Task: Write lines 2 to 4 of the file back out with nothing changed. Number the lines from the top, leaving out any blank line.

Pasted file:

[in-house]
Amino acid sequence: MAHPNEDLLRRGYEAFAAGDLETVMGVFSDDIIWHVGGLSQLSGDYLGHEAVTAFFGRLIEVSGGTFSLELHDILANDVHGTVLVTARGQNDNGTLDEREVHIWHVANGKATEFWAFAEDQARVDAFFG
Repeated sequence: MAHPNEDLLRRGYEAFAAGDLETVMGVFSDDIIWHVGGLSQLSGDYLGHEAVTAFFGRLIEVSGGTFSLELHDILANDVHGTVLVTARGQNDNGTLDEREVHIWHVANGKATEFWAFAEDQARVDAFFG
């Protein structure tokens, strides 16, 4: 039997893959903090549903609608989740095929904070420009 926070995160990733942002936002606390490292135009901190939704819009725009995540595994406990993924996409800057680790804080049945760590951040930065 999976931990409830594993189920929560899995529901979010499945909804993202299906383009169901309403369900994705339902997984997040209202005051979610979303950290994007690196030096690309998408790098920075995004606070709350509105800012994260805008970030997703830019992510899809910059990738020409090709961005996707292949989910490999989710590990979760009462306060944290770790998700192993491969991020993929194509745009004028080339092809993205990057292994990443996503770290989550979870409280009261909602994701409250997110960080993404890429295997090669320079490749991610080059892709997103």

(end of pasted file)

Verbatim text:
Amino acid sequence: MAHPNEDLLRRGYEAFAAGDLETVMGVFSDDIIWHVGGLSQLSGDYLGHEAVTAFFGRLIEVSGGTFSLELHDILANDVHGTVLVTARGQNDNGTLDEREVHIWHVANGKATEFWAFAEDQARVDAFFG
Repeated sequence: MAHPNEDLLRRGYEAFAAGDLETVMGVFSDDIIWHVGGLSQLSGDYLGHEAVTAFFGRLIEVSGGTFSLELHDILANDVHGTVLVTARGQNDNGTLDEREVHIWHVANGKATEFWAFAEDQARVDAFFG
């Protein structure tokens, strides 16, 4: 039997893959903090549903609608989740095929904070420009 926070995160990733942002936002606390490292135009901190939704819009725009995540595994406990993924996409800057680790804080049945760590951040930065 999976931990409830594993189920929560899995529901979010499945909804993202299906383009169901309403369900994705339902997984997040209202005051979610979303950290994007690196030096690309998408790098920075995004606070709350509105800012994260805008970030997703830019992510899809910059990738020409090709961005996707292949989910490999989710590990979760009462306060944290770790998700192993491969991020993929194509745009004028080339092809993205990057292994990443996503770290989550979870409280009261909602994701409250997110960080993404890429295997090669320079490749991610080059892709997103």